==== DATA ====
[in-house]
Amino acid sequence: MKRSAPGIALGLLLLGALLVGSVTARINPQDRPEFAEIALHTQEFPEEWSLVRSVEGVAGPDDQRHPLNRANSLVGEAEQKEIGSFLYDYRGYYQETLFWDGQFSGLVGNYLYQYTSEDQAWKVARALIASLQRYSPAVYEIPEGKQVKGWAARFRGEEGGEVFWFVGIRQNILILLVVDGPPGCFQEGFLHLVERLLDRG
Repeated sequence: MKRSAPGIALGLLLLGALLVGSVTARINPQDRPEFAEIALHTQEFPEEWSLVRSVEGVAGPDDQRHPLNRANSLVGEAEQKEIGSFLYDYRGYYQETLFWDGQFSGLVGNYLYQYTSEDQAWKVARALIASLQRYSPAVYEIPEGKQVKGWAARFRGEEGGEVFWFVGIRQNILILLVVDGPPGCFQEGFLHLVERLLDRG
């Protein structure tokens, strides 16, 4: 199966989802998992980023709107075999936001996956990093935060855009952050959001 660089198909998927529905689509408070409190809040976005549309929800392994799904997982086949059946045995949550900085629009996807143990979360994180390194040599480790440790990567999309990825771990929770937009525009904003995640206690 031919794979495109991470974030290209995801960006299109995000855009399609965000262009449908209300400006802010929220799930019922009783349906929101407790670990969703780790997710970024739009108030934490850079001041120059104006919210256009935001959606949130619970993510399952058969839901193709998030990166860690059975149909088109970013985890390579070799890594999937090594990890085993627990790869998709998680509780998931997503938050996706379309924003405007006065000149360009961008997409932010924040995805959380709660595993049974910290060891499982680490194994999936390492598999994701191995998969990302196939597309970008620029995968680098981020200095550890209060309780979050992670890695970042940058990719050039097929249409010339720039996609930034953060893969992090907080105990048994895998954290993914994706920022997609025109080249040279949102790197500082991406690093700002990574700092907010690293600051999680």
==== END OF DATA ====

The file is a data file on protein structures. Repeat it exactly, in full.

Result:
[in-house]
Amino acid sequence: MKRSAPGIALGLLLLGALLVGSVTARINPQDRPEFAEIALHTQEFPEEWSLVRSVEGVAGPDDQRHPLNRANSLVGEAEQKEIGSFLYDYRGYYQETLFWDGQFSGLVGNYLYQYTSEDQAWKVARALIASLQRYSPAVYEIPEGKQVKGWAARFRGEEGGEVFWFVGIRQNILILLVVDGPPGCFQEGFLHLVERLLDRG
Repeated sequence: MKRSAPGIALGLLLLGALLVGSVTARINPQDRPEFAEIALHTQEFPEEWSLVRSVEGVAGPDDQRHPLNRANSLVGEAEQKEIGSFLYDYRGYYQETLFWDGQFSGLVGNYLYQYTSEDQAWKVARALIASLQRYSPAVYEIPEGKQVKGWAARFRGEEGGEVFWFVGIRQNILILLVVDGPPGCFQEGFLHLVERLLDRG
């Protein structure tokens, strides 16, 4: 199966989802998992980023709107075999936001996956990093935060855009952050959001 660089198909998927529905689509408070409190809040976005549309929800392994799904997982086949059946045995949550900085629009996807143990979360994180390194040599480790440790990567999309990825771990929770937009525009904003995640206690 031919794979495109991470974030290209995801960006299109995000855009399609965000262009449908209300400006802010929220799930019922009783349906929101407790670990969703780790997710970024739009108030934490850079001041120059104006919210256009935001959606949130619970993510399952058969839901193709998030990166860690059975149909088109970013985890390579070799890594999937090594990890085993627990790869998709998680509780998931997503938050996706379309924003405007006065000149360009961008997409932010924040995805959380709660595993049974910290060891499982680490194994999936390492598999994701191995998969990302196939597309970008620029995968680098981020200095550890209060309780979050992670890695970042940058990719050039097929249409010339720039996609930034953060893969992090907080105990048994895998954290993914994706920022997609025109080249040279949102790197500082991406690093700002990574700092907010690293600051999680």